Sunday, December 02, 2012

The Problems of being a Bookworm...

It all started when someone posted an image on Facebook, which said: "Bookworm Problem no. 37: Pronouncing a word incorrectly because you've read it hundreds of times but never heard it said aloud." There was much discussion about words which I and some of my friends did indeed misprounounce for years: allies, meringue, superfluous, hyperbole, indict, epitome, vaseline... and many more.

Another important question then arose: If that is problem number 37... what are the other 36?

So, in an idle moment, and with help from a friend to bring the total to 40, I compiled this list. Much (though by no means all) of which is based on personal experience.

Beginning in the elementary/primary school years...

1. You believe that ‘reading aloud’ in the early years is a slow, sounding-out process that has no relation to real reading

2. You regularly lose the ‘correct’ place when doing group reading at school, because you are reading so far ahead on your own

3. You take more notice of what fictional parents say than your own

4. You regularly bump into lamp posts or trees because you were reading while walking

5. Your family hunt all over for you, and you don’t hear them calling because you’re up a tree, deep in a book

It gets worse during the secondary/high school years...

6. You believe completely in Middle Earth and Hogwarts, but sometimes wonder if China really exists

7. Your family panics when you vanish from sight for hours in a large and rambling second-hand bookshop

8. When you are assigned a classic for English homework, you're disappointed to find that you have already read it, probably more than once

9. You break up with your girlfriend/boyfriend because she/he isn’t interested in your favourite authors

10. You have to catalogue your books carefully or you forget which ones you already have

11. You have no idea what to give someone for their birthday when they don’t want any more books

12. You can’t actually figure out what is meant by ‘not wanting any more books

13. You teach your young siblings the alphabet: A for Austen, B for Brontë, C for Coleridge, D for Dickens...

14. When you play Scattergories, you can find about twenty authors for any letter, but struggle with many of the other options

15. You can find all the bookshops in any town, but have no idea where restaurants are

16. Your friends call you geeky because you know so much

17. You’re puzzled when acquaintances don’t get the literary references you use automatically

18. You emerge, starry-eyed, from the end of a wonderful book only to discover that it’s morning, and you never went to bed

19. You are mystified when someone asks what you collect. Books, of course.. what else is there to collect?

20. You get depressed when you learn that around 200,000 new books are published every year in the UK alone, and you realise that you can never catch up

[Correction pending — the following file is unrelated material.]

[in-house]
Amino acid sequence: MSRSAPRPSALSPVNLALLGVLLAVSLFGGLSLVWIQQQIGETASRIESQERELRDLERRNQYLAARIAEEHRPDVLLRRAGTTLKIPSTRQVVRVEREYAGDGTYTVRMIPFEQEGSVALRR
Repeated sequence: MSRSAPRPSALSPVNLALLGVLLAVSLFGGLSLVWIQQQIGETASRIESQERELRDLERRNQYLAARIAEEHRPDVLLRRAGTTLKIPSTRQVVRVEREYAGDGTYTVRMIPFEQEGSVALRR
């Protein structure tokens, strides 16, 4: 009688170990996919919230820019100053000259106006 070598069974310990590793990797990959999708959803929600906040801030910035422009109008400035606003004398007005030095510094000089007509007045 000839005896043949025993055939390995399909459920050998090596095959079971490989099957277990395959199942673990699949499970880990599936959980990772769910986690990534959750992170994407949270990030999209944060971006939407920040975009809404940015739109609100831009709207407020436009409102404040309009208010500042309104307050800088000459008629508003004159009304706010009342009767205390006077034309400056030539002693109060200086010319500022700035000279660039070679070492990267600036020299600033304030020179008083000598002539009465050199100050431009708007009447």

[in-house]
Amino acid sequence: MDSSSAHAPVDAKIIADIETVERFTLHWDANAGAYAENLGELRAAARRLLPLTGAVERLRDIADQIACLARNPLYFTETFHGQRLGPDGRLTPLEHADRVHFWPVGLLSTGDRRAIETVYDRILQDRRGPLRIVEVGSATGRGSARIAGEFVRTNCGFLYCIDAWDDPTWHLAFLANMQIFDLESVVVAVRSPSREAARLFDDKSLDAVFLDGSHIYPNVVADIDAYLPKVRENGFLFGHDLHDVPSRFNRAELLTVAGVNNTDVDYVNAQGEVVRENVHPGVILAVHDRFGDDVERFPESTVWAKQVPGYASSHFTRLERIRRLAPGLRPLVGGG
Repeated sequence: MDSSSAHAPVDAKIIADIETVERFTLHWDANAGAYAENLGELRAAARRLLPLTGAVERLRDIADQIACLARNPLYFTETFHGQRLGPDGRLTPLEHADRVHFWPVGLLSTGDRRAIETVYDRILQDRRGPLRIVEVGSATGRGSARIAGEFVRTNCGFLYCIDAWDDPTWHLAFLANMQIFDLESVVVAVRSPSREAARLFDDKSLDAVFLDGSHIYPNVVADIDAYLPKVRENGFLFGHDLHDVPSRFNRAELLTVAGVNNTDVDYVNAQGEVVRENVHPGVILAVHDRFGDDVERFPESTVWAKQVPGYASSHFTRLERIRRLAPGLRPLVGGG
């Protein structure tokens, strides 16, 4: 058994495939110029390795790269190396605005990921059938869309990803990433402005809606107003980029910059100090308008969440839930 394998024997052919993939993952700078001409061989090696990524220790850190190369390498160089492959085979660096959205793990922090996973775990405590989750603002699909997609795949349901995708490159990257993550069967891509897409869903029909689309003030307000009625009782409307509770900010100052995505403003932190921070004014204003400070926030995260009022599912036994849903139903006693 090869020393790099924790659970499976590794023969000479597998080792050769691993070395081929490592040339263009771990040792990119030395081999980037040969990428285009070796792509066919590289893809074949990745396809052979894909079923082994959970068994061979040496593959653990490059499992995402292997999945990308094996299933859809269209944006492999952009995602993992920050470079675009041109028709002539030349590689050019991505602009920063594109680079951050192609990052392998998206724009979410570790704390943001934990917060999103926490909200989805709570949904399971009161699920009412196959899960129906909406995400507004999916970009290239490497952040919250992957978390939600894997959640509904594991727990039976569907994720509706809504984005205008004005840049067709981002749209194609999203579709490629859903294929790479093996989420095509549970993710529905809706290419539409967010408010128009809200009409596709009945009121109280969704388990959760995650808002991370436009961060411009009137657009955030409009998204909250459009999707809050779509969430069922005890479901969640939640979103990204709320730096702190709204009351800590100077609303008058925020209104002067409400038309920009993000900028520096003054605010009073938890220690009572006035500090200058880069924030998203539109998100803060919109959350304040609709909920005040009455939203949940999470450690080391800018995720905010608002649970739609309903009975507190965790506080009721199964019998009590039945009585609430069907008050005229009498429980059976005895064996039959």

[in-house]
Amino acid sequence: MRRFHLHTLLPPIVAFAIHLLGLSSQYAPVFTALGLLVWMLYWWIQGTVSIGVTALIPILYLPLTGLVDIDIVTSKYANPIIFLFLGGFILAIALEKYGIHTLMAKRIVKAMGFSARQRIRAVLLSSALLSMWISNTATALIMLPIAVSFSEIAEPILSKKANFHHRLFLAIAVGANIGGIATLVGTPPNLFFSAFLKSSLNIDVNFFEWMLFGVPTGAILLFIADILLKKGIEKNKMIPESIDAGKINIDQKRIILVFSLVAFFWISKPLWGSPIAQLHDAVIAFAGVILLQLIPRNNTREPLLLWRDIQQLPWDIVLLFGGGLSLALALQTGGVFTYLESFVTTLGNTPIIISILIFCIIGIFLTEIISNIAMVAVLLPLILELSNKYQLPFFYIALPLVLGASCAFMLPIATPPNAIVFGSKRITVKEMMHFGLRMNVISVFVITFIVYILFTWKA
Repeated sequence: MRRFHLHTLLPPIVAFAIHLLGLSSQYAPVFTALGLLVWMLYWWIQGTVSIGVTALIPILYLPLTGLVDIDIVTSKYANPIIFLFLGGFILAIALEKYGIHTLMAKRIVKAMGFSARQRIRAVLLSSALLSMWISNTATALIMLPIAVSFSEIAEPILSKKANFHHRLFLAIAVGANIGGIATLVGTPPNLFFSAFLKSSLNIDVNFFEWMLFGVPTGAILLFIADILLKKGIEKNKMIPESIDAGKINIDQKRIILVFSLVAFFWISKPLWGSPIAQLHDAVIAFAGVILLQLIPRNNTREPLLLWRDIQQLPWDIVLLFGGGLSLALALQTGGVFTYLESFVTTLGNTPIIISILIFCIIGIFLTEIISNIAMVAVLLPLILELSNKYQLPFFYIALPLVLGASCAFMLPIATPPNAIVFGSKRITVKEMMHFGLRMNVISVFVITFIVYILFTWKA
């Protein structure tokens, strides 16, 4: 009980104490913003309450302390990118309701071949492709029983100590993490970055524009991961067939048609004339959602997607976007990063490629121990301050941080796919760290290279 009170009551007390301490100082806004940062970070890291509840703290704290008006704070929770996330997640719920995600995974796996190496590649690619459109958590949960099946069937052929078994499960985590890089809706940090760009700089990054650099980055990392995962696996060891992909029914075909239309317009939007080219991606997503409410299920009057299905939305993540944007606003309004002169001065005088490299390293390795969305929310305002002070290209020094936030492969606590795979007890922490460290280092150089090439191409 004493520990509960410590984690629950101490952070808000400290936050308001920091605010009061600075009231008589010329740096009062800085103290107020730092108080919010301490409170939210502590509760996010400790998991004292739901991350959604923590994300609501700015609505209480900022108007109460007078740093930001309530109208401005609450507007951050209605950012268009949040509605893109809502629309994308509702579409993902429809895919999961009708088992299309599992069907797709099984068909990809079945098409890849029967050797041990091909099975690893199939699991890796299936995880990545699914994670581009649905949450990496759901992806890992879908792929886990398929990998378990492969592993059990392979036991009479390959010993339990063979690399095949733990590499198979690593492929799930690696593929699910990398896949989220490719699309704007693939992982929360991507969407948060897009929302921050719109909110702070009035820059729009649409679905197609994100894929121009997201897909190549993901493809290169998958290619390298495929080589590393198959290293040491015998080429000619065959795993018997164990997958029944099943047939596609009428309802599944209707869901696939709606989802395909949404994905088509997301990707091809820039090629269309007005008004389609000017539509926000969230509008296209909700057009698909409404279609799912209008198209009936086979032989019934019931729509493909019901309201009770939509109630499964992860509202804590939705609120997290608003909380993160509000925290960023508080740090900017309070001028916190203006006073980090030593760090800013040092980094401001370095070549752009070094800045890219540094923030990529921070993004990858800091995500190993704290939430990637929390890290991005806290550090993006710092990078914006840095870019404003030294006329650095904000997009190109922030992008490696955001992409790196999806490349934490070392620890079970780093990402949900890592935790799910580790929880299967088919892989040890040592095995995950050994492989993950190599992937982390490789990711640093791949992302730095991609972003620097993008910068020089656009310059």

Adult life begins, but the problems of being a bookworm only multiply... 

21. You get into your first ever fight with your parents when you’re leaving home, and can’t agree which are ‘your’ books

22. You need new clothes, but books are a much higher priority

23. You forget to reply to your emails because you're too busy reading

24. You buy a Kindle so as to save space, and now you have a large collection there, but you still keep acquiring real books too

25. When you completely run out of shelf space, you don’t think of getting rid of anything - you have to buy a new bookcase

26. You become disillusioned, because nobody in real life lives up to your favourite fictional heroes/heroines

27. The only websites you ever visit are Amazon, Abe, Waterstones, Play and The Book Depository 

28. You frequently miss a bus stop or train station because you’re so engrossed in a book

29. You become frantic when the final book in a series is out of print and you can’t find it anywhere second-hand

30. You feel sad but remote from real life disasters, yet cry your eyes out after reading about Beth March/Walter Blythe/Dobby

Even when you have settled down with a job, house, and/or family, the problems continue... 

31. When you run out of room for bookcases the only option is to move to a bigger house

32. You take a job abroad for a few years, and fill all your boxes with essential books... then realise you have to take some clothes too

33. You can find obscure reference books in a few seconds, but have no idea where you keep the basil and thyme

34. You spend hours online when you should be doing something else, trying to find a copy of an obscure book you vaguely recall from your childhood

35. An old schoolfriend reminds you about a teacher, and you don’t remember if it was a real one or someone from a school story

36. You forget an important meeting with your boss because you’re so absorbed in a book

37. You pronounce a word incorrectly because you’ve read it hundreds of times but never heard it said aloud

38. You can't imagine getting rid of your 30-volume 1980s encyclopedia to save space, even though you know it’s out of date, and quicker to find things out online

39. Visitors worry that your marriage is in difficulties because you have 27 books about marriage on your shelves

40. You never get round to actually doing anything other than reading, because for any new interest or hobby you first have to acquire and absorb several books on the topic

1 comment:

Lynda said...

Very good Sue - lots of gems I can relate to here! Thanks